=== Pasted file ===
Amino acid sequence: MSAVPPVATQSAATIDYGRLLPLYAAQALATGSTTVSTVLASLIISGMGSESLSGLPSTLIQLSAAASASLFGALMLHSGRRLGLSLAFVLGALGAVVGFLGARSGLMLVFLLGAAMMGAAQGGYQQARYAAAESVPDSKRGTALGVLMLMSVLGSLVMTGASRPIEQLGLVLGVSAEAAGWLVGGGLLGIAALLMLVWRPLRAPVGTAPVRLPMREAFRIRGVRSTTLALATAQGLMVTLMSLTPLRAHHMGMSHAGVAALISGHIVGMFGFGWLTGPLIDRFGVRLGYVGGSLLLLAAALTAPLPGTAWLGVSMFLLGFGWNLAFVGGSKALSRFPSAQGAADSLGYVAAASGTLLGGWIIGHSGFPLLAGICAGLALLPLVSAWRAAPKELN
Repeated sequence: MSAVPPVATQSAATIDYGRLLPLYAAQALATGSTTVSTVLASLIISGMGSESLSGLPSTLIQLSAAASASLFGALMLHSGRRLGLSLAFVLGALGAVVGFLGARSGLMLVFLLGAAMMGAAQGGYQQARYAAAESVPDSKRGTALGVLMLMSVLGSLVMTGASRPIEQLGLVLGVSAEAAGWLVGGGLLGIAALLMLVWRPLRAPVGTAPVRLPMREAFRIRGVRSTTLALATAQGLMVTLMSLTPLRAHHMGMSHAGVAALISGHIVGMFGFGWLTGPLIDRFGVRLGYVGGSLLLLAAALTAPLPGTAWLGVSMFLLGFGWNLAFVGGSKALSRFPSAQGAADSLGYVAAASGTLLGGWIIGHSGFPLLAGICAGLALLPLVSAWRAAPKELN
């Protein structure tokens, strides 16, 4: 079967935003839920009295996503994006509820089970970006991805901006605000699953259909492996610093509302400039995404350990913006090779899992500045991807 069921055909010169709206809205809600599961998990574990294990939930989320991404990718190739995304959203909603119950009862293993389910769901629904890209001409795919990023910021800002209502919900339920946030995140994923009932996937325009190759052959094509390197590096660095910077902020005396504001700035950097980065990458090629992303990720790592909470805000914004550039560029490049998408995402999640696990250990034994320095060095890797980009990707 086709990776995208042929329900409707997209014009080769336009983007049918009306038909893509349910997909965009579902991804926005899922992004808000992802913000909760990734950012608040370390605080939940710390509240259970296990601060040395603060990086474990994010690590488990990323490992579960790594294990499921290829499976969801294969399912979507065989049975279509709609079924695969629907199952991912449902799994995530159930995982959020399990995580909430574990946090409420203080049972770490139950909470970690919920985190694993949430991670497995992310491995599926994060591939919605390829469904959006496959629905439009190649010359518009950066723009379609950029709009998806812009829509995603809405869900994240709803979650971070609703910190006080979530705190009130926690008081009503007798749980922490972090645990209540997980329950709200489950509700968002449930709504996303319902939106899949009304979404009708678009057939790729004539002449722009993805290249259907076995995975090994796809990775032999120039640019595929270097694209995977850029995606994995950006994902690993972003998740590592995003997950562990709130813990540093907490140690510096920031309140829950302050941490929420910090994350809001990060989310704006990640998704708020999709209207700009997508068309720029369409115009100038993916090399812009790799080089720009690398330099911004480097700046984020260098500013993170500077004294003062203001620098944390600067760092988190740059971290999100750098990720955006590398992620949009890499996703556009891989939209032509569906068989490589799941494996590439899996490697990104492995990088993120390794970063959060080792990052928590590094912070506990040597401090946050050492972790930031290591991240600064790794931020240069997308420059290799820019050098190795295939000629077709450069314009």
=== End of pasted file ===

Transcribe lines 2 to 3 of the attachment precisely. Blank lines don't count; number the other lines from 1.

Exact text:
Repeated sequence: MSAVPPVATQSAATIDYGRLLPLYAAQALATGSTTVSTVLASLIISGMGSESLSGLPSTLIQLSAAASASLFGALMLHSGRRLGLSLAFVLGALGAVVGFLGARSGLMLVFLLGAAMMGAAQGGYQQARYAAAESVPDSKRGTALGVLMLMSVLGSLVMTGASRPIEQLGLVLGVSAEAAGWLVGGGLLGIAALLMLVWRPLRAPVGTAPVRLPMREAFRIRGVRSTTLALATAQGLMVTLMSLTPLRAHHMGMSHAGVAALISGHIVGMFGFGWLTGPLIDRFGVRLGYVGGSLLLLAAALTAPLPGTAWLGVSMFLLGFGWNLAFVGGSKALSRFPSAQGAADSLGYVAAASGTLLGGWIIGHSGFPLLAGICAGLALLPLVSAWRAAPKELN
């Protein structure tokens, strides 16, 4: 079967935003839920009295996503994006509820089970970006991805901006605000699953259909492996610093509302400039995404350990913006090779899992500045991807 069921055909010169709206809205809600599961998990574990294990939930989320991404990718190739995304959203909603119950009862293993389910769901629904890209001409795919990023910021800002209502919900339920946030995140994923009932996937325009190759052959094509390197590096660095910077902020005396504001700035950097980065990458090629992303990720790592909470805000914004550039560029490049998408995402999640696990250990034994320095060095890797980009990707 086709990776995208042929329900409707997209014009080769336009983007049918009306038909893509349910997909965009579902991804926005899922992004808000992802913000909760990734950012608040370390605080939940710390509240259970296990601060040395603060990086474990994010690590488990990323490992579960790594294990499921290829499976969801294969399912979507065989049975279509709609079924695969629907199952991912449902799994995530159930995982959020399990995580909430574990946090409420203080049972770490139950909470970690919920985190694993949430991670497995992310491995599926994060591939919605390829469904959006496959629905439009190649010359518009950066723009379609950029709009998806812009829509995603809405869900994240709803979650971070609703910190006080979530705190009130926690008081009503007798749980922490972090645990209540997980329950709200489950509700968002449930709504996303319902939106899949009304979404009708678009057939790729004539002449722009993805290249259907076995995975090994796809990775032999120039640019595929270097694209995977850029995606994995950006994902690993972003998740590592995003997950562990709130813990540093907490140690510096920031309140829950302050941490929420910090994350809001990060989310704006990640998704708020999709209207700009997508068309720029369409115009100038993916090399812009790799080089720009690398330099911004480097700046984020260098500013993170500077004294003062203001620098944390600067760092988190740059971290999100750098990720955006590398992620949009890499996703556009891989939209032509569906068989490589799941494996590439899996490697990104492995990088993120390794970063959060080792990052928590590094912070506990040597401090946050050492972790930031290591991240600064790794931020240069997308420059290799820019050098190795295939000629077709450069314009």